THE biggest shake-up of Ledbury Parish Church since Victorian times is on the cards, to boost visitor numbers even more and to make it a major hub for events and tourism.

But first of all, Ledbury residents are being asked what they think of the ambitious plans, as public consultation gets underway.

The church hit national and international headlines last year, when it was revealed by an art expert that a mysterious Last Supper painting in the parish church may have been worked on by several great masters of the Italian Renaissance, including Tintoretto.

Ian Beer, a member of the church's Building Working Group, said the large-scale re-ordering of St Michael and All Angels Church would help to bring in even more visitors to see the painting, but there had already been numbers of visitors from London "and people from all over the world".

One idea is to have special light-filtering spotlights, which would not harm the sixteenth century painting but "would allow visitors to see it all more clearly".

But this is just one aspect of the proposed re-ordering, which also involves the removal of some of the pews.

Mr Beer said: "Our group has been tasked by the Parochial Church Council to think into the future, as far as St Michael and All Angels is concerned. The church has been very much at the heart of the town for over a thousand years, and during that time it has adjusted according to the state of the church in the country as a whole, whilst also serving a market town, which has been constantly developing.

"However, no development over all those years is likely to be able to match today’s changes – a move from 3000 inhabitants to 10,000 and likely to get bigger very quickly; whilst at the same time a decline in the percentage of people actually coming to church, whilst the building is still, basically, unchanged from that which was there before the turn of the last century. But visitors numbers are over 20,000 a year – it is a star church!"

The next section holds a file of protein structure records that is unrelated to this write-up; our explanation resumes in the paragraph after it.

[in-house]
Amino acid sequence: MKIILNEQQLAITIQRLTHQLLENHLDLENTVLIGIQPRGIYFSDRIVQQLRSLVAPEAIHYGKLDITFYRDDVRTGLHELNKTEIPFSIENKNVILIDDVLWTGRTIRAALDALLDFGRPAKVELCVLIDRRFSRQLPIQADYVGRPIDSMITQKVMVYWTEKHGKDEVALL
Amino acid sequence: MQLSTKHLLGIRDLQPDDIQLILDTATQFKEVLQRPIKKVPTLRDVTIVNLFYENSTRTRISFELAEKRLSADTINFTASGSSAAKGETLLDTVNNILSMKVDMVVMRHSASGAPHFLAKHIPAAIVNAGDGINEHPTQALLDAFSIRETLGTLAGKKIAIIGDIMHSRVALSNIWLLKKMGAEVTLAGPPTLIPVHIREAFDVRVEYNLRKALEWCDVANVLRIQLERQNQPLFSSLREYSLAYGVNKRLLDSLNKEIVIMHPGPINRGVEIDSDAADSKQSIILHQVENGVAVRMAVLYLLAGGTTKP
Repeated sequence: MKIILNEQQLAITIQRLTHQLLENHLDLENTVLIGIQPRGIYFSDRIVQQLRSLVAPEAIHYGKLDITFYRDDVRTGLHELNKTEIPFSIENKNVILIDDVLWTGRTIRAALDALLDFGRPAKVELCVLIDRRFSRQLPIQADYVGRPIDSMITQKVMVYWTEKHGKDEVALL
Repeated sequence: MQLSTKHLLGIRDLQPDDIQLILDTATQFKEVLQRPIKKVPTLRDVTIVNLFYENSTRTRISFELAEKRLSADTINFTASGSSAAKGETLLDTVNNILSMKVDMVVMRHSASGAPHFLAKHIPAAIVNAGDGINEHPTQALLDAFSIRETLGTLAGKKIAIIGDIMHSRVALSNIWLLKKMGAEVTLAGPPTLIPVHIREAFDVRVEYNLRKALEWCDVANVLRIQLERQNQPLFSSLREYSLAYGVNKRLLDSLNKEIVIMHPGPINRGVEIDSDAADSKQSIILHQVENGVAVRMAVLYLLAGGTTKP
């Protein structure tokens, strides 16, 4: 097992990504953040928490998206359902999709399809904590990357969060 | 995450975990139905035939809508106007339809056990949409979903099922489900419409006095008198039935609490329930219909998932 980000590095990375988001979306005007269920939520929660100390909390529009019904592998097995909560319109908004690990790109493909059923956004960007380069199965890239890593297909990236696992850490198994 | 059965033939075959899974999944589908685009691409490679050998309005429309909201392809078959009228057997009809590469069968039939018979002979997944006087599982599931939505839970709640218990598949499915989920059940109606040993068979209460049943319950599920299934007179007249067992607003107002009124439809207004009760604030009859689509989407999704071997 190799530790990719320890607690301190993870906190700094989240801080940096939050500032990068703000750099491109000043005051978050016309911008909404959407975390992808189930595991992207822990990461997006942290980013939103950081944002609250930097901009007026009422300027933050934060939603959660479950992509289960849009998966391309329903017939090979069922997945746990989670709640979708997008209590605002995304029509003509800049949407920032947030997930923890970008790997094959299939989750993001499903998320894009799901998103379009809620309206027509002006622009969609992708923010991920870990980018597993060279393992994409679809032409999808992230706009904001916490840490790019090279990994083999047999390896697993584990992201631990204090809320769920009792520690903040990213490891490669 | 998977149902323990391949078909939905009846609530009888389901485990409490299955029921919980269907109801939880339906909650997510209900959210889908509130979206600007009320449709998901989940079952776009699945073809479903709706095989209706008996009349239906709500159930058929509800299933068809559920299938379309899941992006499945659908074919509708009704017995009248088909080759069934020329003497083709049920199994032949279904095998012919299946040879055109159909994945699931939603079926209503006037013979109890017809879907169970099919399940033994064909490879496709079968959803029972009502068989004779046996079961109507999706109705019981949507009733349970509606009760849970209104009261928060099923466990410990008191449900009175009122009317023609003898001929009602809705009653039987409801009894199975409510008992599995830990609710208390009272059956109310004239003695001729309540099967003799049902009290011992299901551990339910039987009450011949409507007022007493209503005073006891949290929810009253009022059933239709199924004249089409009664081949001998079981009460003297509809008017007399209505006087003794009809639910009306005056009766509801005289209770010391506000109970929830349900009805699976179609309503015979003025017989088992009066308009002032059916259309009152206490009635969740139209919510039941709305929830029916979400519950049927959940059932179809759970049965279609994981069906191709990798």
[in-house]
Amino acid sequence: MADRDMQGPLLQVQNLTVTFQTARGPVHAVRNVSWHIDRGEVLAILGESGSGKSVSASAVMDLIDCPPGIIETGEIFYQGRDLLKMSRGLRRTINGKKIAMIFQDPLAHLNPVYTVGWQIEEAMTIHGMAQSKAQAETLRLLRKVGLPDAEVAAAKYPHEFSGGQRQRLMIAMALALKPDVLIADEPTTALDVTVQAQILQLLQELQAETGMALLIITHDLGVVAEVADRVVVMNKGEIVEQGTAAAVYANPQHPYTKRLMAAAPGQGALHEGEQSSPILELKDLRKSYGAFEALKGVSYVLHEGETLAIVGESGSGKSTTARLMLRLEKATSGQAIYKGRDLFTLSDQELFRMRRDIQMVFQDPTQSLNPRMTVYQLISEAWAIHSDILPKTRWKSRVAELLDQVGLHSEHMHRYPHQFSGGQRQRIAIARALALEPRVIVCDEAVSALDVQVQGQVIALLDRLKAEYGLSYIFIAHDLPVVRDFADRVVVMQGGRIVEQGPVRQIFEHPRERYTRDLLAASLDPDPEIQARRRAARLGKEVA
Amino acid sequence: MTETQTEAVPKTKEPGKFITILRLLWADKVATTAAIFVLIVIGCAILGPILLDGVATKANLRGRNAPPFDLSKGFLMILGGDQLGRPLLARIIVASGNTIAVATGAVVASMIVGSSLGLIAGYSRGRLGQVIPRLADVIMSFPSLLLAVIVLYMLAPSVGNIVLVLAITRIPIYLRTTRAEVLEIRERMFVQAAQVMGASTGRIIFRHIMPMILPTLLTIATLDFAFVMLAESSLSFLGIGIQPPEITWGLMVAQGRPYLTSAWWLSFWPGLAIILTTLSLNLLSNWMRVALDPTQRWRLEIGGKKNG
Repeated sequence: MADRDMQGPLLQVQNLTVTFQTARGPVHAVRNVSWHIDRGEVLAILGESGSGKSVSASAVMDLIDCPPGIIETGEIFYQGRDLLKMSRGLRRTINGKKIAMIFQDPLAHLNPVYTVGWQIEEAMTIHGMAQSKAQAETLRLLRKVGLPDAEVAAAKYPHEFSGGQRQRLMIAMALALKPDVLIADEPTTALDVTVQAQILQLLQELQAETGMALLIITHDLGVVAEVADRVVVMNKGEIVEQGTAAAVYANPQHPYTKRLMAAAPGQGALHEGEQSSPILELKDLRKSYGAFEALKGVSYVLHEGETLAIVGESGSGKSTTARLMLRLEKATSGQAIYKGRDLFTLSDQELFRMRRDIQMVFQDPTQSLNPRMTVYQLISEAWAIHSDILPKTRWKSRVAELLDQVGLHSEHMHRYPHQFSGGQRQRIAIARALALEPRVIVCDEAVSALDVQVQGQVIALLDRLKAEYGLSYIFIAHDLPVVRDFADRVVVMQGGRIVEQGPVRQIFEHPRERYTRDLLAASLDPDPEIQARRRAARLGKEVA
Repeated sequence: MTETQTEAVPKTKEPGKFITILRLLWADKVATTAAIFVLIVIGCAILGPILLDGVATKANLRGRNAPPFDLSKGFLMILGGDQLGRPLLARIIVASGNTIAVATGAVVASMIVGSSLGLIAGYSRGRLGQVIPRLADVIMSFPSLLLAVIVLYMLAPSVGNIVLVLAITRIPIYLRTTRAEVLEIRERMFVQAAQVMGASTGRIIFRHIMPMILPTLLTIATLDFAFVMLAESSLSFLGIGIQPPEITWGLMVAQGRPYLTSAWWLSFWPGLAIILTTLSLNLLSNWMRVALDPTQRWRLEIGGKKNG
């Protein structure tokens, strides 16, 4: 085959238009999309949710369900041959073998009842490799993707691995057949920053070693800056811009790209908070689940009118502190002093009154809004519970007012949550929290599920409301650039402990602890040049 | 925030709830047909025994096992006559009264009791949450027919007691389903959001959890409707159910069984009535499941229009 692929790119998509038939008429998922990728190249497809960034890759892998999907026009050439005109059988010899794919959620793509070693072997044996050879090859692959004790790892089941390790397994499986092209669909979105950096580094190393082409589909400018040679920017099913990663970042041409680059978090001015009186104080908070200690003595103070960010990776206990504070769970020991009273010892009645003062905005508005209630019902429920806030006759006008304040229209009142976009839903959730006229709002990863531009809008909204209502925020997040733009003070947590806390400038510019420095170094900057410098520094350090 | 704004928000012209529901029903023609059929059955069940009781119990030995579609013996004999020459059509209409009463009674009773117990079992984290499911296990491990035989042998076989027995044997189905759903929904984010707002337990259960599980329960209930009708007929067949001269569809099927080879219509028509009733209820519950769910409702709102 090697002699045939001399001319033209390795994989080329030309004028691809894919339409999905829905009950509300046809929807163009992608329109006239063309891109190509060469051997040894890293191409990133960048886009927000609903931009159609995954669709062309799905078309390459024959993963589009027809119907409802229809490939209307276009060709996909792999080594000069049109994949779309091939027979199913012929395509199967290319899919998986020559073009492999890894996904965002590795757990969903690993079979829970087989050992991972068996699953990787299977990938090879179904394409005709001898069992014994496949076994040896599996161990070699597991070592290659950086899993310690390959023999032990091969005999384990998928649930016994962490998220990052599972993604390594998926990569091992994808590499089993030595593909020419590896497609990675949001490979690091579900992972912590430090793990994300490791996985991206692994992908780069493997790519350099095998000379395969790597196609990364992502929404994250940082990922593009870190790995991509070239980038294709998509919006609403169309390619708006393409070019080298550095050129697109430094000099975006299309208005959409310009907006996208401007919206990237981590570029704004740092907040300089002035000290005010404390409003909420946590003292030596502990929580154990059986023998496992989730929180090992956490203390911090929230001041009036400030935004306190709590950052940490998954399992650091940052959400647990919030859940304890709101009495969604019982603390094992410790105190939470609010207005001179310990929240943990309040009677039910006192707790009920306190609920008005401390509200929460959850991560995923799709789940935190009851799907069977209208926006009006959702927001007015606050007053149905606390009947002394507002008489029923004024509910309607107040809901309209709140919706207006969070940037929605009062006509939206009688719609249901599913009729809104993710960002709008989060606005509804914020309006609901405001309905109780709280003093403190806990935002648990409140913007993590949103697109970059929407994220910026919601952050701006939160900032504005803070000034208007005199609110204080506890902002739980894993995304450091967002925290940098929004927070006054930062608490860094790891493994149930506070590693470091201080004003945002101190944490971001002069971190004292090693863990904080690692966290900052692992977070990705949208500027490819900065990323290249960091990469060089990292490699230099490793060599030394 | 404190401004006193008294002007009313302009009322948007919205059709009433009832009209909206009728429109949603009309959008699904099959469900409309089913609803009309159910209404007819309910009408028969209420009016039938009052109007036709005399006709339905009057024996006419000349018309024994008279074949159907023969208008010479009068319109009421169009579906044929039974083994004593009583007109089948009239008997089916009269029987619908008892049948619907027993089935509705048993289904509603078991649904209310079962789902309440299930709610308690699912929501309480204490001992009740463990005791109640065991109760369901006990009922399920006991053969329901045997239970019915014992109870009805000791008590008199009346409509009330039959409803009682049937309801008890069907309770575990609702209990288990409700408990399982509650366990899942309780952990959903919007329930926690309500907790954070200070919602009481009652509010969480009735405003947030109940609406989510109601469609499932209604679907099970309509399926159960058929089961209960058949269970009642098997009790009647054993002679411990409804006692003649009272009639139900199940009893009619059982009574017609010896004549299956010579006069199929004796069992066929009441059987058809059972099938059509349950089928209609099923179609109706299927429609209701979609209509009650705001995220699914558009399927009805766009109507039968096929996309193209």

The revered architectural historian, Nikolaus Pevsner, once famously declared it was the finest parish church in Herefordshire.

But significant changes are being proposed.

Mr Beer said: "We have now reached the stage at which we have ideas to encourage the people of the town to tell us what they think of them. One of the displays is in the church and the other will be set up in the library."

At both locations there will be cards, pens and a box for comments, as part of a consultation process which will continue to the end of the summer.

One idea includes opening the great West Doors as the normal entrance and exit, and only using the present main entrance, the North Door for disabled access.

Another idea is to create a transparent draught barrier foyer of glass at the West Doors, with electronic doors, so the West Doors can let left open, while allowing a direct view of Thomas Ballard fine copy of Leonardo’s Last Supper at the altar, which is another of the church's famous paintings.

The chancel could be extended "with a raised dais to make concerts and plays much more possible".

The ends of the pews extending into the North and South aisles could be removed, "thus making the side aisles free for other purposes but also could be used with stackable chairs for big congregations and audiences".

Mr Beer added: "This gives space for the creation of kitchen and cafe for visitors in the North aisle."

A permanent white screen for projections could be installed, "and the screen to be hidden, when not in use, behind the chancel arch".

At the end of the consultation period, the Building Working Group, which is headed by architect Ian Stainburn, will look at costings and timescale in more detail, ahead of grant applications.